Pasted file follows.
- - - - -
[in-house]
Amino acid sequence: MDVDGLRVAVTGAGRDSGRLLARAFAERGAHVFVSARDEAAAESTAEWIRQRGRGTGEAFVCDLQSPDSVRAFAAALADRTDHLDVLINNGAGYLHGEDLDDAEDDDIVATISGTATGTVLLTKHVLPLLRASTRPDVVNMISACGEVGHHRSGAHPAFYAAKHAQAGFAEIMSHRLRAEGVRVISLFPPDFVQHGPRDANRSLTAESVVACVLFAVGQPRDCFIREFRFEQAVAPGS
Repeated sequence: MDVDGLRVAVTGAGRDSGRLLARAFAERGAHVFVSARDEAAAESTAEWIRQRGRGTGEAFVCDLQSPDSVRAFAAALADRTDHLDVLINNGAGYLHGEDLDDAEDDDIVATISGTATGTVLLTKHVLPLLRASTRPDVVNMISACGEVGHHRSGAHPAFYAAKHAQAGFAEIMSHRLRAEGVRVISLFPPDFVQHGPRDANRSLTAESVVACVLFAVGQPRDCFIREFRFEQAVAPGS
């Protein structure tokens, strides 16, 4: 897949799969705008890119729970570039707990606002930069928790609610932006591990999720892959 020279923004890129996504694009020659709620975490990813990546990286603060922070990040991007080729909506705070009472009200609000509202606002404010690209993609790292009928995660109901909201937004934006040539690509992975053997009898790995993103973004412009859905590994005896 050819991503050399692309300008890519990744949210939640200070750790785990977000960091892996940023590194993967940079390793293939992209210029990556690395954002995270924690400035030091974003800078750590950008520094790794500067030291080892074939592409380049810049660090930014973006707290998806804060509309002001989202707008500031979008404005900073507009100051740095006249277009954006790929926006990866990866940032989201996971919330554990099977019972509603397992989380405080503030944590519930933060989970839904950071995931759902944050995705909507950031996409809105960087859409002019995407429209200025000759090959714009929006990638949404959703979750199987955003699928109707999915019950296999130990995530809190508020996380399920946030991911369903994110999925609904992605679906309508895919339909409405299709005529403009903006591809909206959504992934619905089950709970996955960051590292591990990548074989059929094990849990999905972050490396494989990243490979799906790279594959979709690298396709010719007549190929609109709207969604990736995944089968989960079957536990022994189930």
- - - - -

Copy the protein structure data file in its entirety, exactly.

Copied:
[in-house]
Amino acid sequence: MDVDGLRVAVTGAGRDSGRLLARAFAERGAHVFVSARDEAAAESTAEWIRQRGRGTGEAFVCDLQSPDSVRAFAAALADRTDHLDVLINNGAGYLHGEDLDDAEDDDIVATISGTATGTVLLTKHVLPLLRASTRPDVVNMISACGEVGHHRSGAHPAFYAAKHAQAGFAEIMSHRLRAEGVRVISLFPPDFVQHGPRDANRSLTAESVVACVLFAVGQPRDCFIREFRFEQAVAPGS
Repeated sequence: MDVDGLRVAVTGAGRDSGRLLARAFAERGAHVFVSARDEAAAESTAEWIRQRGRGTGEAFVCDLQSPDSVRAFAAALADRTDHLDVLINNGAGYLHGEDLDDAEDDDIVATISGTATGTVLLTKHVLPLLRASTRPDVVNMISACGEVGHHRSGAHPAFYAAKHAQAGFAEIMSHRLRAEGVRVISLFPPDFVQHGPRDANRSLTAESVVACVLFAVGQPRDCFIREFRFEQAVAPGS
């Protein structure tokens, strides 16, 4: 897949799969705008890119729970570039707990606002930069928790609610932006591990999720892959 020279923004890129996504694009020659709620975490990813990546990286603060922070990040991007080729909506705070009472009200609000509202606002404010690209993609790292009928995660109901909201937004934006040539690509992975053997009898790995993103973004412009859905590994005896 050819991503050399692309300008890519990744949210939640200070750790785990977000960091892996940023590194993967940079390793293939992209210029990556690395954002995270924690400035030091974003800078750590950008520094790794500067030291080892074939592409380049810049660090930014973006707290998806804060509309002001989202707008500031979008404005900073507009100051740095006249277009954006790929926006990866990866940032989201996971919330554990099977019972509603397992989380405080503030944590519930933060989970839904950071995931759902944050995705909507950031996409809105960087859409002019995407429209200025000759090959714009929006990638949404959703979750199987955003699928109707999915019950296999130990995530809190508020996380399920946030991911369903994110999925609904992605679906309508895919339909409405299709005529403009903006591809909206959504992934619905089950709970996955960051590292591990990548074989059929094990849990999905972050490396494989990243490979799906790279594959979709690298396709010719007549190929609109709207969604990736995944089968989960079957536990022994189930």